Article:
We are have two small children and we are a retailer (http://milagrosboutique.com).
When you look at the issues that emerged last year, there were two common threads. First, every recalled toy was made in China:
Second of all, the facilities that actually made the toys in question were independent overseas contractors. The US-based toy companies that contracted these factories had limited objective oversight on safety and factory conditions. However these companies were active in trying to get production services at as low a cost as possible. Lack of oversight plus a lowest cost expectation created a perverse incentive for contractors to try and "cheat the system".
Why was lead in the paint on toys? It is a cheap paint additive that lessens the overall expense. This same dynamic is what resulted in toxic pet food and, more recently, dairy products.
This highlights what is missing in the Consumer Product Safety Improvement Act (CPSIA): clear and substantial fines for noncompliance with safety standards.
At its core, the "toxic toy" issue is one that emerged from companies focusing on cost savings at the expense of other concerns such as safety and quality. The best way to combat that perverse incentive legislatively is to "head it off at the pass". Yes, there should be more testing and opportunities to determine non-compliance, but the financial penalty for non-compliance by a company who puts cost before safety should be a palpable threat its bottom-line. Basically companies should think twice before turning a blind eye to how their product is being made.
Instead the CPSIA relies solely on a labeling and testing requirement that may be willfully circumvented - since it may still be cheaper to not comply or game the system somehow.
Another effect of the CPSIA that has been noted before is that it passes on an expense that will be substantial for small companies and it may cull responsible manufacturers from the marketplace as a result.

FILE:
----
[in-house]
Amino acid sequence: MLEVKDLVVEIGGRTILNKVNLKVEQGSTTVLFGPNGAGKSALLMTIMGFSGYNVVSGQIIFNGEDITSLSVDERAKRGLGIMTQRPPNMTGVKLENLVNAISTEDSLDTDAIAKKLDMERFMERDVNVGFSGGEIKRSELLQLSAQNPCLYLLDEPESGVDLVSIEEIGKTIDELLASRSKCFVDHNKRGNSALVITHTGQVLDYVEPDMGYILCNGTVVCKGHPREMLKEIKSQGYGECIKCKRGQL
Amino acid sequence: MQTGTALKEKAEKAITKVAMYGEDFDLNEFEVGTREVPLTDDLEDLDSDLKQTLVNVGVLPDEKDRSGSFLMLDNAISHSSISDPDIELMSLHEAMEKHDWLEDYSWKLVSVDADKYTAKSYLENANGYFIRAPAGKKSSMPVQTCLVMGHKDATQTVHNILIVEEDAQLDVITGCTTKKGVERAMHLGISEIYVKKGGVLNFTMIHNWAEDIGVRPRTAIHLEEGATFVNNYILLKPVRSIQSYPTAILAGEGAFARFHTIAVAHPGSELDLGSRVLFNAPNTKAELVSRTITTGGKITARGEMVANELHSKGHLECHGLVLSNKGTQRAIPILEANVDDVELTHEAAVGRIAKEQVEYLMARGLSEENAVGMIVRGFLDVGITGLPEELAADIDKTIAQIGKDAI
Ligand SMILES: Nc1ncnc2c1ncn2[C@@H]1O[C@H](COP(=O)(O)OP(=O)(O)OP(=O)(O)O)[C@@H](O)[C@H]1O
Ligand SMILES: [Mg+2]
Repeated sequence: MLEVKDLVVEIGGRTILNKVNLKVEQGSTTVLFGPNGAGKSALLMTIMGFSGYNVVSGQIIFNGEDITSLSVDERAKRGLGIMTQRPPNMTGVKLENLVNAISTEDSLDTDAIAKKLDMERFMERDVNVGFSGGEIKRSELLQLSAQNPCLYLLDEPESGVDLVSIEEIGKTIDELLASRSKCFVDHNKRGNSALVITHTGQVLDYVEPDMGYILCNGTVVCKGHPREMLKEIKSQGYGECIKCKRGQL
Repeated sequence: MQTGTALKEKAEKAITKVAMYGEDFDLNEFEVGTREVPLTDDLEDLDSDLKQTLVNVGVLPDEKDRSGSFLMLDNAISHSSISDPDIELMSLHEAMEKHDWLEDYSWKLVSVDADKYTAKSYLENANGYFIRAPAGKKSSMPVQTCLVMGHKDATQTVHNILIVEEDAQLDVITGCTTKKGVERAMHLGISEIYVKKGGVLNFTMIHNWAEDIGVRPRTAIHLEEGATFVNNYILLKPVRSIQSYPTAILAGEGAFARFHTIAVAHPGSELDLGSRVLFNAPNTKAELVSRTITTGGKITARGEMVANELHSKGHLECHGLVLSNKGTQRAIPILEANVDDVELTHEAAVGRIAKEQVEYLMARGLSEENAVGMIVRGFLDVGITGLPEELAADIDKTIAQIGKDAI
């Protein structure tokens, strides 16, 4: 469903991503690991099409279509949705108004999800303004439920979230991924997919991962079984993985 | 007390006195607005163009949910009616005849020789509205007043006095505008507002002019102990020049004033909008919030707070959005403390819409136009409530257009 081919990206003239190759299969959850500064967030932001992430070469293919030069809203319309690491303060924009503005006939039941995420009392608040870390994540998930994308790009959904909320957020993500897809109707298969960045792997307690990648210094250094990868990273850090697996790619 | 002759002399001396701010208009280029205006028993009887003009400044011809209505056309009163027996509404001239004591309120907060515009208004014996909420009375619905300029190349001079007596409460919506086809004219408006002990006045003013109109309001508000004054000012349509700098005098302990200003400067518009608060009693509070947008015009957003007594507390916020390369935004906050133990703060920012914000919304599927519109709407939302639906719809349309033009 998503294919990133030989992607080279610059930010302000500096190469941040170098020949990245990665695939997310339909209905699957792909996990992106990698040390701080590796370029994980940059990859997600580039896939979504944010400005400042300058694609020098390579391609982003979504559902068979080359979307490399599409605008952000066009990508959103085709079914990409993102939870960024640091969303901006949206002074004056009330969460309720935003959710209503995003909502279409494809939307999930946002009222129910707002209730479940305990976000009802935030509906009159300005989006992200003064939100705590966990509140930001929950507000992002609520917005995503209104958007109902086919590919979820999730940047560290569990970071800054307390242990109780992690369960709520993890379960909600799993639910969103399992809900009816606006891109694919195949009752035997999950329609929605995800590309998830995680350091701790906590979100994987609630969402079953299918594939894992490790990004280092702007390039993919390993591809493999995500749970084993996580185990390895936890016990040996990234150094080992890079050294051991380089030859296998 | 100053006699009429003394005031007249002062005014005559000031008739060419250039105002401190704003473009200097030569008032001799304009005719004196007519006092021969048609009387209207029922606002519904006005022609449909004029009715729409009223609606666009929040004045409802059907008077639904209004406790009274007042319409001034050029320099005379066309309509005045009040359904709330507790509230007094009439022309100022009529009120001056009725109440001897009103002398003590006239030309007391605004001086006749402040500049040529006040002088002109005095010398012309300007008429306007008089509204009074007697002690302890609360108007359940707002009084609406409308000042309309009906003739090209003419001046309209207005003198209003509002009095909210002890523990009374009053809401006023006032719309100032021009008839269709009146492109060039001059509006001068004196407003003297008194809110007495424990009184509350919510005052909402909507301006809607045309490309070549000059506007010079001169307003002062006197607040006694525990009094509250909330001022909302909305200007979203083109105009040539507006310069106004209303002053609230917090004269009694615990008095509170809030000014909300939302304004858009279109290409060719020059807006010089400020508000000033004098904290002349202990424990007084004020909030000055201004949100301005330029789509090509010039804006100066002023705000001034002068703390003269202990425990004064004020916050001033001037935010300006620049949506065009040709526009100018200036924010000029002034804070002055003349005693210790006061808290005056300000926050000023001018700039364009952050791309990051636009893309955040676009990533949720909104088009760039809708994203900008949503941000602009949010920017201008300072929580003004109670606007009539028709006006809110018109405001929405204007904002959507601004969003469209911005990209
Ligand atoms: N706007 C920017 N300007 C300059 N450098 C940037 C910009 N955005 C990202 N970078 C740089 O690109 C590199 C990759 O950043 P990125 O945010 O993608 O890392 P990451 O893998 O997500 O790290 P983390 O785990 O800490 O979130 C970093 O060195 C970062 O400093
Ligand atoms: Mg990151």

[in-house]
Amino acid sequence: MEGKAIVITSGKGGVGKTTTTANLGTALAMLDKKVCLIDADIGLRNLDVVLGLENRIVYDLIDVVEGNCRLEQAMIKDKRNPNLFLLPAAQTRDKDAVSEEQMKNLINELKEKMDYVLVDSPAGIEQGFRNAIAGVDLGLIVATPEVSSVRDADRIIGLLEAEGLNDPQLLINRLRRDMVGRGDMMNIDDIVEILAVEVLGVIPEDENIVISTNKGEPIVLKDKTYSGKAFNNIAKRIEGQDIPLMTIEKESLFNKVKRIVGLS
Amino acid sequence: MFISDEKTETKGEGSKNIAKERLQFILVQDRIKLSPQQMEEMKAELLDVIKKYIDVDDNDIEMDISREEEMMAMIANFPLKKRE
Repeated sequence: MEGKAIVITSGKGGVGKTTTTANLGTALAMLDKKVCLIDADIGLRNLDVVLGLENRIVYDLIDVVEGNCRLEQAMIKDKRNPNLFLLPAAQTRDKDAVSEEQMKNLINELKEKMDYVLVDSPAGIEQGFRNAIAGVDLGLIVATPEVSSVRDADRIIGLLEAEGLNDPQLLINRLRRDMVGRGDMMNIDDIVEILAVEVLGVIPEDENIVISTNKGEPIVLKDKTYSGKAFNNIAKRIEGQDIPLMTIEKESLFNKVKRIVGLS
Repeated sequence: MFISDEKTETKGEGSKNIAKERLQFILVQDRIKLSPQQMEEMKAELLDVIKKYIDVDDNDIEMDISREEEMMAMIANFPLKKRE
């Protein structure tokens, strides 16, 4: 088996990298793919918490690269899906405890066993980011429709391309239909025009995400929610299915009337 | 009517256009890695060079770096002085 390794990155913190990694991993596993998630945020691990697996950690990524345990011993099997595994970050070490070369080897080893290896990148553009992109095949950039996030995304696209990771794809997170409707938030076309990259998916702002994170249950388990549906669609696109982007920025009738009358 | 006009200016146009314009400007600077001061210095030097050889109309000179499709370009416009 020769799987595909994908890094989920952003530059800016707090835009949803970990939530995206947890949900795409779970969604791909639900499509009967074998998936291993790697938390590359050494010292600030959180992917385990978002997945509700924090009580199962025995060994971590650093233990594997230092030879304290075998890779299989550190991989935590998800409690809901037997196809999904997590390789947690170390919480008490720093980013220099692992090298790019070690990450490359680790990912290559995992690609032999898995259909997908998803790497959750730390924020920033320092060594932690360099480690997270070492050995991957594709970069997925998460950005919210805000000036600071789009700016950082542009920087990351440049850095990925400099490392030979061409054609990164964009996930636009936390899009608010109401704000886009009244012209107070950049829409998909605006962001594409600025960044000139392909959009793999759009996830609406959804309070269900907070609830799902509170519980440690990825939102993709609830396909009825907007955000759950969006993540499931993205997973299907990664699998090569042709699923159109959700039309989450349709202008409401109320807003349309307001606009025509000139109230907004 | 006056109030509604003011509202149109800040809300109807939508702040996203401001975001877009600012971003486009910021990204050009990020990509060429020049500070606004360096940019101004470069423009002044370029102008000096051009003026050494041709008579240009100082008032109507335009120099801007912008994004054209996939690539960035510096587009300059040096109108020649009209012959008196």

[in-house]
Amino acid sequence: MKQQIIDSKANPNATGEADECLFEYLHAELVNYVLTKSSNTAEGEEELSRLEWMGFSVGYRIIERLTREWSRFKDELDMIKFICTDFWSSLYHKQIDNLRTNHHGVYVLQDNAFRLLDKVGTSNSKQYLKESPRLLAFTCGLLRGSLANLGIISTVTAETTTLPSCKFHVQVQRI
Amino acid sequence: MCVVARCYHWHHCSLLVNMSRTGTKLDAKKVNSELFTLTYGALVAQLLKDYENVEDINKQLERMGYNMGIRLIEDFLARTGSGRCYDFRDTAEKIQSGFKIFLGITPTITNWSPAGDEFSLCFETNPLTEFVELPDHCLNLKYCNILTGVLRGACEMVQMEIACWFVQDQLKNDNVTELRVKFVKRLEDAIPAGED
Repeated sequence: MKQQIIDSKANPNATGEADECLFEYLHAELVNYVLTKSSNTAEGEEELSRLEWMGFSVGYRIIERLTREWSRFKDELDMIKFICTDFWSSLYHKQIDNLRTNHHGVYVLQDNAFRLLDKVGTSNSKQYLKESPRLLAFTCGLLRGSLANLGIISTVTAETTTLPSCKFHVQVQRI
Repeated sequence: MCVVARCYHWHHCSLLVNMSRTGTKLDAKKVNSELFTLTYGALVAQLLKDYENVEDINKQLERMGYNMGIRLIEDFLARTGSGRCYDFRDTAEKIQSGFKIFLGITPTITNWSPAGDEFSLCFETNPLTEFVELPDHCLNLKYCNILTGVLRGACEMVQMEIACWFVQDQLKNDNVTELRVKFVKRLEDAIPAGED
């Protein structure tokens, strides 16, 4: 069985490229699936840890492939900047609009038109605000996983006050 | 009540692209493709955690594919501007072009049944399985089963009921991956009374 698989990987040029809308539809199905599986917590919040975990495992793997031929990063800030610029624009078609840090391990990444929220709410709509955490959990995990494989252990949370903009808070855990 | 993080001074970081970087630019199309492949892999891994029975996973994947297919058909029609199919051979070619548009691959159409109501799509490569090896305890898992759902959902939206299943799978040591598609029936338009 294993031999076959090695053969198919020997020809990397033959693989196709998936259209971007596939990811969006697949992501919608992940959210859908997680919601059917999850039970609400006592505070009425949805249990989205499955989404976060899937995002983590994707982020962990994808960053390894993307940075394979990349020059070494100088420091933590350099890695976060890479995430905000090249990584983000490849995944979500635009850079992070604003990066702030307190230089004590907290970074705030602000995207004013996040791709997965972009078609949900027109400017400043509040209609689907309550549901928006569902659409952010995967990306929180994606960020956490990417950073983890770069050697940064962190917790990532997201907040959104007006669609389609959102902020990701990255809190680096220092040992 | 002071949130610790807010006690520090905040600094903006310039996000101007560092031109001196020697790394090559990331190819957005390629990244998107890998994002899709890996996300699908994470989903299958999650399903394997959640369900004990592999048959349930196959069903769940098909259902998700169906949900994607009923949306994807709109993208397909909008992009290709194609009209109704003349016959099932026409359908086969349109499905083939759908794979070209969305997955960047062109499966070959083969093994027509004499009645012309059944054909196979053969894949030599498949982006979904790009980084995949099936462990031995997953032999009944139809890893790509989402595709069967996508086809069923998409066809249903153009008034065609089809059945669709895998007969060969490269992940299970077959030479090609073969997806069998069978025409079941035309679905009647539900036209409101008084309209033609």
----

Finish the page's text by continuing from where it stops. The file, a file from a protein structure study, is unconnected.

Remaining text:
For instance, all of the wood toy lines we carry at Milagros are made in USA. More importantly, these toys are designed and manufactured by the companies or individuals themselves - no third parties are involved.
They source all the materials, they have full control of every step of the manufacturing process and they are fully responsible for it. There is no passing of the buck to a contracted facility and there is an overall level of quality and responsibility that you can count on. This ethic is reflected in statements like this from one our vendors:
Toys are a very small part of our business so I doubt the CPSIA will have much effect on us but having heard from one of our vendors that that may be pulling out of the market because of the CPSIA, it is hard not to be very, very bothered by what is to come.
Ultimately, it is more than ironic that the folks who will pay the price for the "mistakes" made by Chinese manufacturers will be small, responsible companies who have maintained control of their supply chain and their manufacturing practices; it is a travesty.
posted 4 years, 5 months ago
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